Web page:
Jackson is a New Jersey corporation performing ship building maintenance, and repair at sites in New Jersey and New York. Jackson began operations in 1948, and until 1975, its employees were not represented by any labor organization. Some time in 1975, Nicholas Seregos, who was at all relevant times the principal owner and president of Jackson, came to the conclusion that his Company's efforts to get business had been hampered by the fact that its work force was not unionized. In particular, Seregos had observed over time that United States flag ships would repeatedly reject his solicitations on the grounds that Jackson was not a union shop. Sonny Montella, an acquaintance of Seregos, suggested to him that he contact Anthony Anastasio, the Secretary-Treasurer and later Executive Vice President of the predecessor of Local 1814 of the International Longshoremen's Association, AFL-CIO ("ILA"). 2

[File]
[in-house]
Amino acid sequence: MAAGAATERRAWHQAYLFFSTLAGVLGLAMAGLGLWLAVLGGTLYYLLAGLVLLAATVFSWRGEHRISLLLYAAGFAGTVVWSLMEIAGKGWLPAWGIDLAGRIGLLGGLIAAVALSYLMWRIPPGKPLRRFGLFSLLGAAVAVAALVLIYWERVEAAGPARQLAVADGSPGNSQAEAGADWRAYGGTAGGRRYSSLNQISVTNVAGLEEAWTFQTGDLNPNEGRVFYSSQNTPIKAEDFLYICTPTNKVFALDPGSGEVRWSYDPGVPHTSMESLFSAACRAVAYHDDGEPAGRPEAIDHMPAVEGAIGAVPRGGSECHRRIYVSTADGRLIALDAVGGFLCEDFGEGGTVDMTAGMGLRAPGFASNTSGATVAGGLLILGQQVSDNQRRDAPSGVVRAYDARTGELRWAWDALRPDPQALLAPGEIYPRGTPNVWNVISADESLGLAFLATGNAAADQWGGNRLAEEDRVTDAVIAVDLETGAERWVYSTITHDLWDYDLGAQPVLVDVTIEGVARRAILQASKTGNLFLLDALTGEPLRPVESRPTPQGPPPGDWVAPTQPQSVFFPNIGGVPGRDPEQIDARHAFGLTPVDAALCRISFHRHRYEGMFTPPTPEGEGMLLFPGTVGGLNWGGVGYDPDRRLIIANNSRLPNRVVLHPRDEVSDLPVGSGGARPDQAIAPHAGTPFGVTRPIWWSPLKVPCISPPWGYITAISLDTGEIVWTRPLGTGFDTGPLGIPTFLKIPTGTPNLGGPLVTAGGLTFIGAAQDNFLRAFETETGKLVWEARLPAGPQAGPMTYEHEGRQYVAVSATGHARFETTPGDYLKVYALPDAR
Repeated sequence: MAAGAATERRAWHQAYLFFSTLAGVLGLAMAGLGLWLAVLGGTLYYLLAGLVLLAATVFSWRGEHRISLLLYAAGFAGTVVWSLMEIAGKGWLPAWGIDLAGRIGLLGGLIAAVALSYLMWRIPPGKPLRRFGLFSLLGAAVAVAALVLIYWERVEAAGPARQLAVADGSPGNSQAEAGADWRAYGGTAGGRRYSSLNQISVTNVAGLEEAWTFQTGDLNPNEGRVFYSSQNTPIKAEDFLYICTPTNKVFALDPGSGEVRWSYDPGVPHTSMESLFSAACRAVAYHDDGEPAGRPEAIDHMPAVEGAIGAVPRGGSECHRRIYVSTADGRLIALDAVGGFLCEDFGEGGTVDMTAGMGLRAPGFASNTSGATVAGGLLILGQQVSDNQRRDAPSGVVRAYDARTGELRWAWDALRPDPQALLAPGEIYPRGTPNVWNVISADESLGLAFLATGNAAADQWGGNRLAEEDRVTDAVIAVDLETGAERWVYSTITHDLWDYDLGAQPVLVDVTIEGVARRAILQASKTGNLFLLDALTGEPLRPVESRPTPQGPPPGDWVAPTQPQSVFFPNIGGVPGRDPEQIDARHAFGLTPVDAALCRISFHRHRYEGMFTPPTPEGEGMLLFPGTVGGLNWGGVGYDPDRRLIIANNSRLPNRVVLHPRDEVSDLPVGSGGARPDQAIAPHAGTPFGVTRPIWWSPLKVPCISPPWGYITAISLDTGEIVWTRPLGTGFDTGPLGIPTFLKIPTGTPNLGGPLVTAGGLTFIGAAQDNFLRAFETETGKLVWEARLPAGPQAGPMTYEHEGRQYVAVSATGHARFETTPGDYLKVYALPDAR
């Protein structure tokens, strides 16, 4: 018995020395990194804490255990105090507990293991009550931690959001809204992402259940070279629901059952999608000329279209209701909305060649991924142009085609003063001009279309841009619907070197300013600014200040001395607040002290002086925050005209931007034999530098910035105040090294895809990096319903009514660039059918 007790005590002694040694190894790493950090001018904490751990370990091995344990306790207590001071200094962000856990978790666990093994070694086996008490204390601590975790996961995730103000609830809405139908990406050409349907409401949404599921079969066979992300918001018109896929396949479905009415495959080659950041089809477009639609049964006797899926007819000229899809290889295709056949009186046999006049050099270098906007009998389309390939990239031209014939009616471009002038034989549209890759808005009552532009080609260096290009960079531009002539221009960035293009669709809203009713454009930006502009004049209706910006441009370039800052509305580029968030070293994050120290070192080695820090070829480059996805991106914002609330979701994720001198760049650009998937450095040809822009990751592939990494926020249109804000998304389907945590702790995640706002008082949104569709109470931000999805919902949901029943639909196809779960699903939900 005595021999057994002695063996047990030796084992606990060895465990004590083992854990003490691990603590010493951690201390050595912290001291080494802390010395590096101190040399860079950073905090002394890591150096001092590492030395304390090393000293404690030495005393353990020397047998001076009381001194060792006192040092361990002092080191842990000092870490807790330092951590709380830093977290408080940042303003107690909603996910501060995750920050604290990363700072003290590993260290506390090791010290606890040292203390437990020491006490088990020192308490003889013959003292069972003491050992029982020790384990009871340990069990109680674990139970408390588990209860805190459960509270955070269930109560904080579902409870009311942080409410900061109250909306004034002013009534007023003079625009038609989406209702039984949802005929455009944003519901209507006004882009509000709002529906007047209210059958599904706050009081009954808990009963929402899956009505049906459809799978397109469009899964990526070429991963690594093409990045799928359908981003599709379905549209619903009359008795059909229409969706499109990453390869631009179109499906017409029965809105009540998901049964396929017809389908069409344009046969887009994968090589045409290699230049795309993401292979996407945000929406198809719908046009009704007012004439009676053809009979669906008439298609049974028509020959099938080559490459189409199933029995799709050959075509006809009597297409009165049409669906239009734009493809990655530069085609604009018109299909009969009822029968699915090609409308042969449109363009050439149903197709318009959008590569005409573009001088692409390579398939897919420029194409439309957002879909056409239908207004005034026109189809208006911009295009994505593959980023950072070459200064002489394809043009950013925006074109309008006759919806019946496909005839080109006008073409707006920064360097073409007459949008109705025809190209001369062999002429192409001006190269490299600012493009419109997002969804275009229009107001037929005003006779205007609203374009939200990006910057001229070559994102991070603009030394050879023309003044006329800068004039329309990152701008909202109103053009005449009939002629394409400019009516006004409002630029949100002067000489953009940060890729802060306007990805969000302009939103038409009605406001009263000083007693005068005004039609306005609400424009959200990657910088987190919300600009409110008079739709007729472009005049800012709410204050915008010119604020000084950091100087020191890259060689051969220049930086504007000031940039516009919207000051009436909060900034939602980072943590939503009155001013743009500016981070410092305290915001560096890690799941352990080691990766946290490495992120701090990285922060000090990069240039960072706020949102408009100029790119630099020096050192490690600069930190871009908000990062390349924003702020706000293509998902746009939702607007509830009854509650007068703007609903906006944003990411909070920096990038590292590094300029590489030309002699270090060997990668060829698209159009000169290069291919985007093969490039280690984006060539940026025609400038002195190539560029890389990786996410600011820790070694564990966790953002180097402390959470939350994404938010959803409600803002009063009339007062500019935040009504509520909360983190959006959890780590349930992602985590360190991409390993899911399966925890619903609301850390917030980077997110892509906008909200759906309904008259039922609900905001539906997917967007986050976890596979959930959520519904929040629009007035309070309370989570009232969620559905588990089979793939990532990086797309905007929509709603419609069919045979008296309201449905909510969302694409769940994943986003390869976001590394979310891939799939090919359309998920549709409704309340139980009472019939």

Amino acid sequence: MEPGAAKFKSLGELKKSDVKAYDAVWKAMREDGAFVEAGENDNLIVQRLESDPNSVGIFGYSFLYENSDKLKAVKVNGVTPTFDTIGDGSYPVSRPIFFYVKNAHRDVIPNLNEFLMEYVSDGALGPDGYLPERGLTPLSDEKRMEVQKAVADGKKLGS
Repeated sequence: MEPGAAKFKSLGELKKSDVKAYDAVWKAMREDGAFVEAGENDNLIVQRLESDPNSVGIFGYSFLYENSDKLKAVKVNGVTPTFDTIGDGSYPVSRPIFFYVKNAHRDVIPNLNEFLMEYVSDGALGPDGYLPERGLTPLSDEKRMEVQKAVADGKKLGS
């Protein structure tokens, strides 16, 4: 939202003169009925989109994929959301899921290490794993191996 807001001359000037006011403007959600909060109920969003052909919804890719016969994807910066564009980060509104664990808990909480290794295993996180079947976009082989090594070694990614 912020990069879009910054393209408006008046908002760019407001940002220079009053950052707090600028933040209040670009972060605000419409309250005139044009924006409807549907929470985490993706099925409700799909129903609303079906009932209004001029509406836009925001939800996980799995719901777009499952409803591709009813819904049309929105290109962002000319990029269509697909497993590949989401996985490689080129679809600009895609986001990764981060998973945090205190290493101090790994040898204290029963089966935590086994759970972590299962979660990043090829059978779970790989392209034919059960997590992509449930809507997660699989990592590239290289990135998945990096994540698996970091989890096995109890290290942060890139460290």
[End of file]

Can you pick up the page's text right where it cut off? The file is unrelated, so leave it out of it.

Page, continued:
Seregos contacted Anastasio at the Union's office and expressed his interest in both obtaining some business for Jackson and unionizing his shop. Anastasio then met with the employees to see if they would be willing to sign up with the Union; the record is silent as to the events of this meeting.

    Seregos and Anastasio met again sometime shortly before July 11, 1975. Anastasio offered to get Jackson some business in exchange for a kickback of ten percent of the proceeds; Anastasio made it clear to Seregos that he would refer business to Jackson only on the condition that the firm unionized. Seregos agreed to both the kickback arrangement and to unionization of Jackson's workforce.